Hague Convention on the Civil Aspects of International Child Abduction

On this day in 1980, proceedings on the Hague Convention on the Civil Aspects of International Child Abduction were concluded at The Hague.

The Hague Convention on the Civil Aspects of International Child Abduction or Hague Abduction Convention is a multilateraltreaty developed by the Hague Conference on Private International Law (HCCH) that provides an expeditious method to return a child internationally abducted by a parent from one member country to another.

The Convention was concluded 25 October 1980 and entered into force between the signatories on 1 December 1983.

The Convention was drafted to ensure the prompt return of children who have been abducted from their country of habitual residence or wrongfully retained in a contracting state not their country of habitual residence.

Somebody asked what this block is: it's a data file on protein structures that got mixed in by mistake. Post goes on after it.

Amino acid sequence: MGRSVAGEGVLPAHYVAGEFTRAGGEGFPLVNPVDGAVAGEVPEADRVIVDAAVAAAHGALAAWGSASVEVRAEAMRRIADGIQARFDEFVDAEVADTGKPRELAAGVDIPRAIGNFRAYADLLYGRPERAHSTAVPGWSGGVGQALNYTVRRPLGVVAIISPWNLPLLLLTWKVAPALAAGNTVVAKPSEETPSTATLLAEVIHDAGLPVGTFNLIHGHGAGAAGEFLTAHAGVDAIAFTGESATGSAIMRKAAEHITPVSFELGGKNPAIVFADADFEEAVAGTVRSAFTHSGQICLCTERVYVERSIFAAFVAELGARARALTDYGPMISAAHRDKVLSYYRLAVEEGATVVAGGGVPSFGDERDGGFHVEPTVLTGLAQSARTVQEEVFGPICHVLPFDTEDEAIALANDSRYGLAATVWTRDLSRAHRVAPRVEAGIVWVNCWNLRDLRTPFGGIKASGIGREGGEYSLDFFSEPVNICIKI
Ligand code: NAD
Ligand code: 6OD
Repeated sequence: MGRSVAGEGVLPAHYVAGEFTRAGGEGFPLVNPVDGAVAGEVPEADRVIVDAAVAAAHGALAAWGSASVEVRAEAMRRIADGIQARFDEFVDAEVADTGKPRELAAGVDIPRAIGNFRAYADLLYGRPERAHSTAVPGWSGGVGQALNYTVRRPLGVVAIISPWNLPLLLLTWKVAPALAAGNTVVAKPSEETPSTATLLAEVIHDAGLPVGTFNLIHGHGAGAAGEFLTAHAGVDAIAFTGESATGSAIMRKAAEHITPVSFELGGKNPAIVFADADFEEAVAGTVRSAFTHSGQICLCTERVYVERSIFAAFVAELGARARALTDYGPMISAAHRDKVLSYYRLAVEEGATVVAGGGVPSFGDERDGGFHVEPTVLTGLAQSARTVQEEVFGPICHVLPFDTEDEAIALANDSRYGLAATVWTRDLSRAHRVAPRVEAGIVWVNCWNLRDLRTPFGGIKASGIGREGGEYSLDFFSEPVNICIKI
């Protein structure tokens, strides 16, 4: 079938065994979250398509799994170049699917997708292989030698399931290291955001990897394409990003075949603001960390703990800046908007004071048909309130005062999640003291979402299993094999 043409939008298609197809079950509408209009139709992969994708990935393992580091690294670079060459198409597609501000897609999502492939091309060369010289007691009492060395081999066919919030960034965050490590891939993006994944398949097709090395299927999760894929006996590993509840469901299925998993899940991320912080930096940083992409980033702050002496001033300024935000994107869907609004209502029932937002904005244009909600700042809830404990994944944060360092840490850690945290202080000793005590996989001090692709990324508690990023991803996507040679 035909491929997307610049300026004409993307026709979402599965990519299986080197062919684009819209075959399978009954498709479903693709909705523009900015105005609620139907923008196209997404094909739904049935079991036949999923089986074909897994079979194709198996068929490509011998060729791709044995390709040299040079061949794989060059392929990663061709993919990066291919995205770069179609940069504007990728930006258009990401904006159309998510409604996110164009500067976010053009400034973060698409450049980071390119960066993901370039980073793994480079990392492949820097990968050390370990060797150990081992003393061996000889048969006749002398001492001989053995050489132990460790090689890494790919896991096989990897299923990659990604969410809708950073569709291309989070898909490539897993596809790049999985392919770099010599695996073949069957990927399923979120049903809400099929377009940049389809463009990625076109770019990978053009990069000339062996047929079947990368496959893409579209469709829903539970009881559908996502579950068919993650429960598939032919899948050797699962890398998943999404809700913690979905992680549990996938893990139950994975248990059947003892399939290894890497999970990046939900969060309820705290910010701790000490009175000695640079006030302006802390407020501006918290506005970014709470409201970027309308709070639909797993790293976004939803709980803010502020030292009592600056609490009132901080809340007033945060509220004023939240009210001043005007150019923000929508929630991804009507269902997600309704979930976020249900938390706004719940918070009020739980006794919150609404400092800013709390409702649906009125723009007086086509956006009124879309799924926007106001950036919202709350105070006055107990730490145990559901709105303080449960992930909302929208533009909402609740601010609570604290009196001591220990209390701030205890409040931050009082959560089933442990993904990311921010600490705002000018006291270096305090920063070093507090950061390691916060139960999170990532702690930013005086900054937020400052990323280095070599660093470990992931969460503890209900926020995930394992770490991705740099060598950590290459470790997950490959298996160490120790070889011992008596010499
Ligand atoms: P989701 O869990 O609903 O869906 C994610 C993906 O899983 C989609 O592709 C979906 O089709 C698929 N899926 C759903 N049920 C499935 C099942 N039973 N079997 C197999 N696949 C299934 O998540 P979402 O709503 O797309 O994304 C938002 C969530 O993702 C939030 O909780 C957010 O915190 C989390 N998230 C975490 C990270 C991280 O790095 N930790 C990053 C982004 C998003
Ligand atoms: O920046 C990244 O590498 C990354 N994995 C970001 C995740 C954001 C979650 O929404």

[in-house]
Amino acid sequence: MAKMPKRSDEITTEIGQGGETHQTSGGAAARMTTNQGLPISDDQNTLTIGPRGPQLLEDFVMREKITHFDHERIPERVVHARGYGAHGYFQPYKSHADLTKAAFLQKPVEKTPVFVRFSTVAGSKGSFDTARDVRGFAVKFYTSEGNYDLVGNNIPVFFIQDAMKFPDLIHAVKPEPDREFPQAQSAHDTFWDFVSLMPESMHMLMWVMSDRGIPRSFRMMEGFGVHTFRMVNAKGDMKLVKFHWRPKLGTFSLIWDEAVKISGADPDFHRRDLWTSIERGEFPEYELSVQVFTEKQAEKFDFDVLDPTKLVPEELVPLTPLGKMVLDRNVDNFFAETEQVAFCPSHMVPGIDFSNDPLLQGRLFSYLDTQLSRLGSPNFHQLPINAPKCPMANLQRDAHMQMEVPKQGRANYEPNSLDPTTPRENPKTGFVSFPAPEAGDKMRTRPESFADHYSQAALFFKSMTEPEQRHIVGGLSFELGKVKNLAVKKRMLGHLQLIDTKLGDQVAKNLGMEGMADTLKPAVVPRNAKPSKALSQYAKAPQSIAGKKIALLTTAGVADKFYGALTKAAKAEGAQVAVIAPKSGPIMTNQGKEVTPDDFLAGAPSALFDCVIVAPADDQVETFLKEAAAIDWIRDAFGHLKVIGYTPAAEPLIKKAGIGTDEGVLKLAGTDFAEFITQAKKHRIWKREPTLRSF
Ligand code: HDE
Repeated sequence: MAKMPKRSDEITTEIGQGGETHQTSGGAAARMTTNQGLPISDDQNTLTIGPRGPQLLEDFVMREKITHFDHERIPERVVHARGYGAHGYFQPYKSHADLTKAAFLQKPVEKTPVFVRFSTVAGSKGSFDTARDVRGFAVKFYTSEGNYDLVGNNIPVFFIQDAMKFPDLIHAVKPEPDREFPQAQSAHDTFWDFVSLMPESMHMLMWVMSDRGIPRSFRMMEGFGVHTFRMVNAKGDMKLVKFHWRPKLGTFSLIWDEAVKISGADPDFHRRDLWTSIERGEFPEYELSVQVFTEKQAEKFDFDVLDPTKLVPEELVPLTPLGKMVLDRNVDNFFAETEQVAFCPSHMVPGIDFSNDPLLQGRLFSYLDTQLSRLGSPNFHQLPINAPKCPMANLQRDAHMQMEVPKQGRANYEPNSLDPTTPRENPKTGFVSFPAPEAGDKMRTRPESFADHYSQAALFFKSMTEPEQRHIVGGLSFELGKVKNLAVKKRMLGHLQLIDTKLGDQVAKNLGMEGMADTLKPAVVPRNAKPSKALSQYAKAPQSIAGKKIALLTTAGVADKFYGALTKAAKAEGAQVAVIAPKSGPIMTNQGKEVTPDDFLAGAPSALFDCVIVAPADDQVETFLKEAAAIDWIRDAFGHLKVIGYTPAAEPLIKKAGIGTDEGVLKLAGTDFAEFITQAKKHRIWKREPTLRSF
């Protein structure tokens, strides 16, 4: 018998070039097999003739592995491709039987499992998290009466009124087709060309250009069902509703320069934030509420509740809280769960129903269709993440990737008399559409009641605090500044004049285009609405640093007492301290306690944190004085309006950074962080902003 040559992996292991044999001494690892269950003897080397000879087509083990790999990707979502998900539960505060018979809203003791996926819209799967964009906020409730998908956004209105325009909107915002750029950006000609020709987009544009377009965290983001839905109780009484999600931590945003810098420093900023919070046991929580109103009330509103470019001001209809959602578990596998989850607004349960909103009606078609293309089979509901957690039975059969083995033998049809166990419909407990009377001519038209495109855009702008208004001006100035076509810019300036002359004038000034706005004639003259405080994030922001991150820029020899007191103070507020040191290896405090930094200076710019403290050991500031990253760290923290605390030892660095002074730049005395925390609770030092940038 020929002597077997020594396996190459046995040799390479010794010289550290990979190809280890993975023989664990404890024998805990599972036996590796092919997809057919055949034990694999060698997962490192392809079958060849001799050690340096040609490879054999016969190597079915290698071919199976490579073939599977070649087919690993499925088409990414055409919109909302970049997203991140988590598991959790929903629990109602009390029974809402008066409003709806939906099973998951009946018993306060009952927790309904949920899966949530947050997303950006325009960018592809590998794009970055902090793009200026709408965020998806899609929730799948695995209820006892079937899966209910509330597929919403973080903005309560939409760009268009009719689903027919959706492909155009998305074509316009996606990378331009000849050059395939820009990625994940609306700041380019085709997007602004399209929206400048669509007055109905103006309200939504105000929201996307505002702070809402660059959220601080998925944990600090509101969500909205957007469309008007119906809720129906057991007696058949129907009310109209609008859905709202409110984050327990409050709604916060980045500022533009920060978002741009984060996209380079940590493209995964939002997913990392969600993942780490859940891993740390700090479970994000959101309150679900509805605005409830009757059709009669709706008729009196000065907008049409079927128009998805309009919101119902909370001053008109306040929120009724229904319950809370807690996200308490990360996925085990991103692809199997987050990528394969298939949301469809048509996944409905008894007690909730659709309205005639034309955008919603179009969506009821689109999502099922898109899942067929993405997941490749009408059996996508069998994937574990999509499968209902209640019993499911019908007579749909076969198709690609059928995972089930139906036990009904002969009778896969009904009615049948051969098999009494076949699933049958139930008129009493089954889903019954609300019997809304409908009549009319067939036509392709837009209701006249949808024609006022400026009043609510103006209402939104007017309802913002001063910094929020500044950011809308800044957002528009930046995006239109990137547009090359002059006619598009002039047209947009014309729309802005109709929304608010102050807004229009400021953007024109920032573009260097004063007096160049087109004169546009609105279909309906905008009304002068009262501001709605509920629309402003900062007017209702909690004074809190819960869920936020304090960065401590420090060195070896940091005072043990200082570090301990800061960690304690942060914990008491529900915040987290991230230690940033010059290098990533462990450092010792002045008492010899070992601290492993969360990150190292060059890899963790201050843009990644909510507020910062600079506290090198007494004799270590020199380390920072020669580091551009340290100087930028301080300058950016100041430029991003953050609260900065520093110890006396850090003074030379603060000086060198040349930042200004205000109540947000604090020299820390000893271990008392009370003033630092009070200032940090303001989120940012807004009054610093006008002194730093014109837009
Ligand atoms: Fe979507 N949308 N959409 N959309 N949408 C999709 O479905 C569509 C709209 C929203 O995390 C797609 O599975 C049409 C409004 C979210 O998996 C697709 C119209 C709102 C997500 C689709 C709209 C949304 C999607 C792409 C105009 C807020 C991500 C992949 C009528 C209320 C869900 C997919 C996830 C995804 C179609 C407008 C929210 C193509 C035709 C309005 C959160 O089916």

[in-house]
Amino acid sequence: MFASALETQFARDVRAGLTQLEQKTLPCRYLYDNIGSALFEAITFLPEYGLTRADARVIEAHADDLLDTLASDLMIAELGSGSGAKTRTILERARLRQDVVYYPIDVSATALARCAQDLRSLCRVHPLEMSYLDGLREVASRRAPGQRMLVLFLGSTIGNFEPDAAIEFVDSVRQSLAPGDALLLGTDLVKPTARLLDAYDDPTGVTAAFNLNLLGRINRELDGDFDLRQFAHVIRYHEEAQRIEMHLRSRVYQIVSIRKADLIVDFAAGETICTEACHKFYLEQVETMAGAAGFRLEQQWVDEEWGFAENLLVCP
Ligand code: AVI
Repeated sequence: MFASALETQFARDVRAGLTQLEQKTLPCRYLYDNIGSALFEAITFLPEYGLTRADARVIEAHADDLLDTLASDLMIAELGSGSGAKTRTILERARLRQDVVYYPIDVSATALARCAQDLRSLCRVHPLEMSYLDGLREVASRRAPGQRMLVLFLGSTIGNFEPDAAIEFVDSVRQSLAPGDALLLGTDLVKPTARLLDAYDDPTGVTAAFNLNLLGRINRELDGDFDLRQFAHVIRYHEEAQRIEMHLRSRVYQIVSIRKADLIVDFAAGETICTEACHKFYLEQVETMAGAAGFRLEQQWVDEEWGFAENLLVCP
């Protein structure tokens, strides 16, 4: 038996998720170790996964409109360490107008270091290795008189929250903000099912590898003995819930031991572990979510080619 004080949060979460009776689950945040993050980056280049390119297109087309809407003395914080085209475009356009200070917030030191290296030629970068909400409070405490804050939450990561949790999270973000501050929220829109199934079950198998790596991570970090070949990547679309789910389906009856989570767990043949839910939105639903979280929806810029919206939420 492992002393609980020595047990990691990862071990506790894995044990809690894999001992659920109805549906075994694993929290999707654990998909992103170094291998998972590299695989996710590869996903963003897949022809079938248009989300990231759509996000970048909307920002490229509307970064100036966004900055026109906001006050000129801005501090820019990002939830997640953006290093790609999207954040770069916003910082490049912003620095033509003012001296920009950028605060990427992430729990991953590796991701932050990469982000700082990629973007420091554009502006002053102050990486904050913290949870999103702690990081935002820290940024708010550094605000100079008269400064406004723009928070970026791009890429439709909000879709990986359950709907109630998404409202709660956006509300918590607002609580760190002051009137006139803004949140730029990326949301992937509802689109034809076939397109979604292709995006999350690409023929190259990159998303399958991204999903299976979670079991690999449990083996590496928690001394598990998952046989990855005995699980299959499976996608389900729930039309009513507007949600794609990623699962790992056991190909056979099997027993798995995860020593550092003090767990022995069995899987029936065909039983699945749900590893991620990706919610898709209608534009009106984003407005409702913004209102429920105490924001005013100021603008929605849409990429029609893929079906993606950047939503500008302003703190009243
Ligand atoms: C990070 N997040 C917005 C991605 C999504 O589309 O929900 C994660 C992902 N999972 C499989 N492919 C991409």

The primary intention of the Convention is to preserve whatever status quo child custody arrangement existed immediately before an alleged wrongful removal or retention thereby deterring a parent from crossing international boundaries in search of a more sympathetic court.

The Convention applies only to children under the age of 16.

As of May 2018, 98 states are party to the convention.

In 2017, Tunisia and Jamaica acceded to the convention.

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